Craft Ideas for Kids | Bumble Bees 2 Ways
Nothing brings joy to the Summer Nature Table quite like a Bumble Bee. Capture the open airiness of a summer's day, the pleasure of watching nature's finest workers as they bumble from flower to flower.
You will need Felt Bumble Bee: Black or Dark Brown Carded wool, Yellow and White Merino wool, Needle Felting needle, Sponge, Sewing thread, Sewing Needle, Scissors. In addition, for the Cone Bumble Bee: Alder cone, Yellow Embroidery thread, White tissue paper. (You can find Alder cones under Alder trees all year round).
A word on Needle Felting with children
When I first discovered needle felting somebody told me that it wasn't appropriate for young children to even witness adults doing this craft, due to the way that they imitate the gestures of adults around them. Looking at my son, who at the time was of an age where I was constantly having to discourage him from hitting, jabbing and poking things, I decided that this was good advice for my family! Now, at 7, I felt that he would be fine with it, and he managed the craft well, with no adverse effects! Either way, please be aware that needle felting needles are very sharp. If you are crafting with a younger child, or feel that they are not quite ready for needle felting, you can make the Felt Bee using the wet felting technique in our Wet Felted Acorns blog.
The Felt Bee
1. Leaning on your sponge, needle felt your carded will into a rounded oval shape. (Squeeze your wool as much as you can into the shape you want and then push the needle in and out of it. Every time the needle goes in it will bind the wool together and make the shape tighter).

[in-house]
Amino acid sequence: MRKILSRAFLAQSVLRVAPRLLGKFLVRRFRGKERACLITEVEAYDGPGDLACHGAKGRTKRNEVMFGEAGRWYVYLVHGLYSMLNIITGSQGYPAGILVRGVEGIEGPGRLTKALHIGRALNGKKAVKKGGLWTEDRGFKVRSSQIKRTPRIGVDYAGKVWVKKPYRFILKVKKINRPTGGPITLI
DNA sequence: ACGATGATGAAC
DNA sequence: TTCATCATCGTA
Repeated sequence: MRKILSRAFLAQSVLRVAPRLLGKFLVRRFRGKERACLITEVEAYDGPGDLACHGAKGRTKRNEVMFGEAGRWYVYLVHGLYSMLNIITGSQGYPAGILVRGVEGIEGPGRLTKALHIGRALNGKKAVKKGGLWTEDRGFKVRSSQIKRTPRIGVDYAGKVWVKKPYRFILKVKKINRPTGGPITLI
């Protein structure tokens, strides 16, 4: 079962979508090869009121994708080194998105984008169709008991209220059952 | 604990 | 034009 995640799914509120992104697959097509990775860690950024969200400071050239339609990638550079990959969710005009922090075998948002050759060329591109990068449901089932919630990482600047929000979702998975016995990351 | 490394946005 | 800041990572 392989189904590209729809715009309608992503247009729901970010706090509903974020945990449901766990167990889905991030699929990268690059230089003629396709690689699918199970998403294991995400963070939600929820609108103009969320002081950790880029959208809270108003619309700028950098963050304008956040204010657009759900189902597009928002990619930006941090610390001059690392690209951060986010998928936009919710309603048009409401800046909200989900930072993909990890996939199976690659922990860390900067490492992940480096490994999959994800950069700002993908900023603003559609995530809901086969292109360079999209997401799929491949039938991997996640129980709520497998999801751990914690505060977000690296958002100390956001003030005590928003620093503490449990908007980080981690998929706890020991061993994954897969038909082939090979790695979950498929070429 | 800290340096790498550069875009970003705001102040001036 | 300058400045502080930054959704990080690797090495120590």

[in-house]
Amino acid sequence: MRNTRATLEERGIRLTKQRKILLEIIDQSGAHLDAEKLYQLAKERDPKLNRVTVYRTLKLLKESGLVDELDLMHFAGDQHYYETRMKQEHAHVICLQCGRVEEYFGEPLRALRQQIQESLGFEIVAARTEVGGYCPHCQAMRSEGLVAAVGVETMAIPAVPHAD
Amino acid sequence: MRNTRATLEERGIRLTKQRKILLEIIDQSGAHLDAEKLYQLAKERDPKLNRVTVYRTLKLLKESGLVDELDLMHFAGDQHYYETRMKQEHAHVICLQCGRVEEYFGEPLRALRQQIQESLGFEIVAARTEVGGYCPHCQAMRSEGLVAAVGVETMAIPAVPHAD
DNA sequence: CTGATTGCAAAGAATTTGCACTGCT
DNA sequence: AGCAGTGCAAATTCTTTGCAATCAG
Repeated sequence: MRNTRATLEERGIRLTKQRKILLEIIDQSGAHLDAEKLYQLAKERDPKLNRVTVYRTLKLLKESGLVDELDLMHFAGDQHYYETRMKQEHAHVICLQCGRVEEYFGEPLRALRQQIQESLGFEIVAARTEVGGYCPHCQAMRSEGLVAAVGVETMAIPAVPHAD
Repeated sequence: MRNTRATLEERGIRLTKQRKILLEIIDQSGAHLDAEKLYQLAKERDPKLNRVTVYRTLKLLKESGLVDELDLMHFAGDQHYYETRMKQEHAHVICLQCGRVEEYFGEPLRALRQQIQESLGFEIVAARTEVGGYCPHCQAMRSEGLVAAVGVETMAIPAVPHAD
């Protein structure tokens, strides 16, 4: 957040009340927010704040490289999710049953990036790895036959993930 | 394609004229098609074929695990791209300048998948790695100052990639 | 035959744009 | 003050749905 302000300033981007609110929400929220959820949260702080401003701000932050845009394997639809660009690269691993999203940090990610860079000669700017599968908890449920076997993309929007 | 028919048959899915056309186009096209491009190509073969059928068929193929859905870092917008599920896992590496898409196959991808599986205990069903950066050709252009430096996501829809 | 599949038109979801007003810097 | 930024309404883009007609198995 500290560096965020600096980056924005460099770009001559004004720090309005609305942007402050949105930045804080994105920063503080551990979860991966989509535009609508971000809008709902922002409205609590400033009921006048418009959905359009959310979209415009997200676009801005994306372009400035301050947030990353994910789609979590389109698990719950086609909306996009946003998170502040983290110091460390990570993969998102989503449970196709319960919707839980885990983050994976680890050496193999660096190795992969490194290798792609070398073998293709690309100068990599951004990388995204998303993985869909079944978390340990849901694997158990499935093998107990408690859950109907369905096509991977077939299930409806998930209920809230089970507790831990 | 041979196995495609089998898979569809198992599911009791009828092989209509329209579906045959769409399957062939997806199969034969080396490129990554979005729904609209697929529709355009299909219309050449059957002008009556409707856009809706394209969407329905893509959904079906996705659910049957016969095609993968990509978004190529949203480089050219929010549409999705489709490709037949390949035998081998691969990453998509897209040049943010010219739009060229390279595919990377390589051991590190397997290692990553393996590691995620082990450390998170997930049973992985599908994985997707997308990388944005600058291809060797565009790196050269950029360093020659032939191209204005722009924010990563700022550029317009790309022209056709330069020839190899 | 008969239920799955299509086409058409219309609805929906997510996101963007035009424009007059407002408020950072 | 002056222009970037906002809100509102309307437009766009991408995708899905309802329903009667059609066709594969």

We used brown carded wool for the main body shape and then layered some black merino on top. Felting a solid shape entirely from merino will take a long time, as the wool is so fine.
2. Pull a small piece of yellow merino wool off, twist it to bring the strands together, and wrap it around your body shape.
The yellow wool should stick to the body shape by itself, but if not you can help it with the needle.
3. Pull off a small piece of white merino wool and this time keep it spread out and fluffy. Fold the edges into the middle to create two wings, and attach them to your bee using the needle.
4. Thread your sewing needle and stitch into the bee just under where the wings are attached.
Knot your thread over the middle of the wings.
The Alder Cone Bee
1. Cut a length of yellow embroidery thread, (or take another small piece of yellow merino wool), and wrap it around your Alder cone. It should stick quite easily by itself but can be wedged into the cone if not.
2. Cut a length of sewing thread and tie it around your cone. The thread will fit easily into the gaps of the cone so that it is not visible going round.
3. Rip off a small rectangular piece of white tissue paper and twist it in the middle. Place it on top of your cone, where the thread is coming up, and knot your thread over it.
Time for your bees to start buzzing!
We took our bees for a bumble around the garden, and look who came to say hello!
If you would like to learn more about these amazing creatures you may enjoy the Summer 2021 edition of A Year and a Day magazine.